Low rates of genetic testing ‘a missed opportunity’ to reduce cancer burden

Dna Genome Gene Targeted Social

Germline genetic testing of cancer patients is rare despite practice guidelines recommending people get tested after receiving a diagnosis, according to a study published in JAMA.

Testing inherited DNA can enable genetically targeted treatment and can identify relatives who may benefit from cancer screening or actions to stop tumors from developing. The benefits have led the authors of practice guidelines to recommend that patients with ovarian, male breast, and pancreatic cancer undergo testing for inherited cancer susceptibility genes. Testing of female breast, prostate, and colorectal cancer patients is recommended in some circumstances as well.

To understand the extent to which physicians are following the guidelines, researchers at organizations including Stanford University and the University of Michigan analyzed registries in California and Georgia. The analysis covered 1.4 million patients diagnosed with cancer between 2013 and 2019 and tested through the end of March 2021.

In that dataset, 6.8% of patients underwent germline testing. The rate of testing was highest in male breast (50%), ovarian (38.6%), and female breast (26%). The testing rate in pancreatic cancer was 5.6%. Physicians at Memorial Sloan Kettering Cancer Center commented on the findings in an accompanying editorial.

“Genetic cancer susceptibility testing is underused, and this is a missed opportunity to decrease the population-level burden of cancer,” the physicians wrote. “With greater emphasis on overcoming both health system and patient-level barriers to genetic cancer susceptibility testing for patients with cancer, treatment outcomes will improve and cancer diagnoses and related deaths in family members will be prevented.”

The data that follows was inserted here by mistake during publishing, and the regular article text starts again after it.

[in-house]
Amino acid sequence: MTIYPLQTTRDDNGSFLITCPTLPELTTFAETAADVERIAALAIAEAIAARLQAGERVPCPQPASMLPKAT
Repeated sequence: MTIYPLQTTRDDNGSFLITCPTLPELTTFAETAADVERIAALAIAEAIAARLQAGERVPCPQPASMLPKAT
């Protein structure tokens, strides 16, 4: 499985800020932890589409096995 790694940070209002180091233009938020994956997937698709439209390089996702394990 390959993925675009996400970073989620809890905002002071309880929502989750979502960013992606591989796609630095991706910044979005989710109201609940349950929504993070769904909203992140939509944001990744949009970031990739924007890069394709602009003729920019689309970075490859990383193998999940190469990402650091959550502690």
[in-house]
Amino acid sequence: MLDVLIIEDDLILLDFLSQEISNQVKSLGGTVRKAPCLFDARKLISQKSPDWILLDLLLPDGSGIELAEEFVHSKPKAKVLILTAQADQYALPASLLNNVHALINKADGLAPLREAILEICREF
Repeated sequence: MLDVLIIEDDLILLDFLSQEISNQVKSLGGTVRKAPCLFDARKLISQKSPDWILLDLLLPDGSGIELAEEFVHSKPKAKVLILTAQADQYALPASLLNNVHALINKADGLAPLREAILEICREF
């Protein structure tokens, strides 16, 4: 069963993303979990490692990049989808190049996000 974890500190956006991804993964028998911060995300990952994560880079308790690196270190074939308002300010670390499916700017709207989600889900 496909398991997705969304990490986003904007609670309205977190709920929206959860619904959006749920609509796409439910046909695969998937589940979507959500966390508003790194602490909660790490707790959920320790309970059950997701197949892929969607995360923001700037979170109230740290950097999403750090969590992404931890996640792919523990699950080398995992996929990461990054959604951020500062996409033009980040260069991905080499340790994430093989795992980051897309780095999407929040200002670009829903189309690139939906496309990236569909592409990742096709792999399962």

The probability of a patient undergoing genetic testing increased over the course of the study, although male breast was the only indication that had a more than 50% likelihood of being tested at any time. The changes over time suggest guidelines may have some effect, with the probability of a pancreatic cancer patient being tested increasing after the release of new recommendations in 2018.

However, the data also suggest that it could be years before most pancreatic cancer patients are tested. The ovarian cancer guidelines have recommended universal genetic testing since 2010, but the probability of being tested stayed below 50% throughout the analyzed period, despite steady gains from 2013 to 2019.

The researchers also identified disparities between the testing rates in racial and ethnic groups. Testing was most common in non-Hispanic white patients, with the rate across male breast, female breast, and ovarian cancer being 31% compared to 22% to 25% in Asian, Black, and Hispanic patients.

The study was released to coincide with a presentation at the 2023 ASCO Annual Meeting in Chicago.

Page 1 of 195
Next Page